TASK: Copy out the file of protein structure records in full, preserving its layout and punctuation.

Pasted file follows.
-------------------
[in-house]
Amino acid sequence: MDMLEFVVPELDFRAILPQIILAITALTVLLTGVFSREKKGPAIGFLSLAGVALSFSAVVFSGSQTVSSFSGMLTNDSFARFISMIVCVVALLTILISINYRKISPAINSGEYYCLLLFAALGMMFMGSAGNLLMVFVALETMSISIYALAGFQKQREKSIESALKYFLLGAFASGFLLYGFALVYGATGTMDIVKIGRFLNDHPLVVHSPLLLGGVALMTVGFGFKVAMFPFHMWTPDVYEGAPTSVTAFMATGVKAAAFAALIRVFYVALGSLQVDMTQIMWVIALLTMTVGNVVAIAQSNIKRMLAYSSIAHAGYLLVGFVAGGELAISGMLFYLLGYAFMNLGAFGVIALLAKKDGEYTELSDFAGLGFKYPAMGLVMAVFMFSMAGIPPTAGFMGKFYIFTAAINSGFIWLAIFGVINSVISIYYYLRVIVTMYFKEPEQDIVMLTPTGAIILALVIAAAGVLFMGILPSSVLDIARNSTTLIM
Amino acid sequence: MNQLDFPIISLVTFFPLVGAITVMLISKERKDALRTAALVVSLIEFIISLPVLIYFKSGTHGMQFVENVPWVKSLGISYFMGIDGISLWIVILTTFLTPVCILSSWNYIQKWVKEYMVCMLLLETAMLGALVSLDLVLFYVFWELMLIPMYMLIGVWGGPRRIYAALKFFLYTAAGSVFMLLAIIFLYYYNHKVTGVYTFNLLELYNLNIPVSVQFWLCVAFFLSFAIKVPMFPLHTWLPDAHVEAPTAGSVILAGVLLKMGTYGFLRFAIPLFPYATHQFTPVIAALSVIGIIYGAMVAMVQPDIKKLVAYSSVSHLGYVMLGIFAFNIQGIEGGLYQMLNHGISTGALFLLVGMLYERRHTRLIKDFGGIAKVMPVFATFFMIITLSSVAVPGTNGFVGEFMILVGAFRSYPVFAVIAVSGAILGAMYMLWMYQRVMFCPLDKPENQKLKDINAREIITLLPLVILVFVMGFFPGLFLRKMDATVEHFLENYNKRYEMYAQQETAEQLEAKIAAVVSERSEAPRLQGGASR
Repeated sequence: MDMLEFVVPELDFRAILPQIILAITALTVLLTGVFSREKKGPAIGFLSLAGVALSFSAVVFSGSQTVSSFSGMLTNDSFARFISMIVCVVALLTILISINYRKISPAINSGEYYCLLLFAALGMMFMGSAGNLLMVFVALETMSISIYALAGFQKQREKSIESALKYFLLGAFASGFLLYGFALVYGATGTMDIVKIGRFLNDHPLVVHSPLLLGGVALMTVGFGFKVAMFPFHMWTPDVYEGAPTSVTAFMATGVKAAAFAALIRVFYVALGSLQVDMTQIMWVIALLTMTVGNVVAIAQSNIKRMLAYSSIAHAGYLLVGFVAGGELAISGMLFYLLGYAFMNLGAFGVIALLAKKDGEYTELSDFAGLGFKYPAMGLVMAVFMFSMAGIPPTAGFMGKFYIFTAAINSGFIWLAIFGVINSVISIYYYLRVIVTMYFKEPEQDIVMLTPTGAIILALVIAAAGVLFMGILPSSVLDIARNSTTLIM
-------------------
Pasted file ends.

[in-house]
Amino acid sequence: MDMLEFVVPELDFRAILPQIILAITALTVLLTGVFSREKKGPAIGFLSLAGVALSFSAVVFSGSQTVSSFSGMLTNDSFARFISMIVCVVALLTILISINYRKISPAINSGEYYCLLLFAALGMMFMGSAGNLLMVFVALETMSISIYALAGFQKQREKSIESALKYFLLGAFASGFLLYGFALVYGATGTMDIVKIGRFLNDHPLVVHSPLLLGGVALMTVGFGFKVAMFPFHMWTPDVYEGAPTSVTAFMATGVKAAAFAALIRVFYVALGSLQVDMTQIMWVIALLTMTVGNVVAIAQSNIKRMLAYSSIAHAGYLLVGFVAGGELAISGMLFYLLGYAFMNLGAFGVIALLAKKDGEYTELSDFAGLGFKYPAMGLVMAVFMFSMAGIPPTAGFMGKFYIFTAAINSGFIWLAIFGVINSVISIYYYLRVIVTMYFKEPEQDIVMLTPTGAIILALVIAAAGVLFMGILPSSVLDIARNSTTLIM
Amino acid sequence: MNQLDFPIISLVTFFPLVGAITVMLISKERKDALRTAALVVSLIEFIISLPVLIYFKSGTHGMQFVENVPWVKSLGISYFMGIDGISLWIVILTTFLTPVCILSSWNYIQKWVKEYMVCMLLLETAMLGALVSLDLVLFYVFWELMLIPMYMLIGVWGGPRRIYAALKFFLYTAAGSVFMLLAIIFLYYYNHKVTGVYTFNLLELYNLNIPVSVQFWLCVAFFLSFAIKVPMFPLHTWLPDAHVEAPTAGSVILAGVLLKMGTYGFLRFAIPLFPYATHQFTPVIAALSVIGIIYGAMVAMVQPDIKKLVAYSSVSHLGYVMLGIFAFNIQGIEGGLYQMLNHGISTGALFLLVGMLYERRHTRLIKDFGGIAKVMPVFATFFMIITLSSVAVPGTNGFVGEFMILVGAFRSYPVFAVIAVSGAILGAMYMLWMYQRVMFCPLDKPENQKLKDINAREIITLLPLVILVFVMGFFPGLFLRKMDATVEHFLENYNKRYEMYAQQETAEQLEAKIAAVVSERSEAPRLQGGASR
Repeated sequence: MDMLEFVVPELDFRAILPQIILAITALTVLLTGVFSREKKGPAIGFLSLAGVALSFSAVVFSGSQTVSSFSGMLTNDSFARFISMIVCVVALLTILISINYRKISPAINSGEYYCLLLFAALGMMFMGSAGNLLMVFVALETMSISIYALAGFQKQREKSIESALKYFLLGAFASGFLLYGFALVYGATGTMDIVKIGRFLNDHPLVVHSPLLLGGVALMTVGFGFKVAMFPFHMWTPDVYEGAPTSVTAFMATGVKAAAFAALIRVFYVALGSLQVDMTQIMWVIALLTMTVGNVVAIAQSNIKRMLAYSSIAHAGYLLVGFVAGGELAISGMLFYLLGYAFMNLGAFGVIALLAKKDGEYTELSDFAGLGFKYPAMGLVMAVFMFSMAGIPPTAGFMGKFYIFTAAINSGFIWLAIFGVINSVISIYYYLRVIVTMYFKEPEQDIVMLTPTGAIILALVIAAAGVLFMGILPSSVLDIARNSTTLIM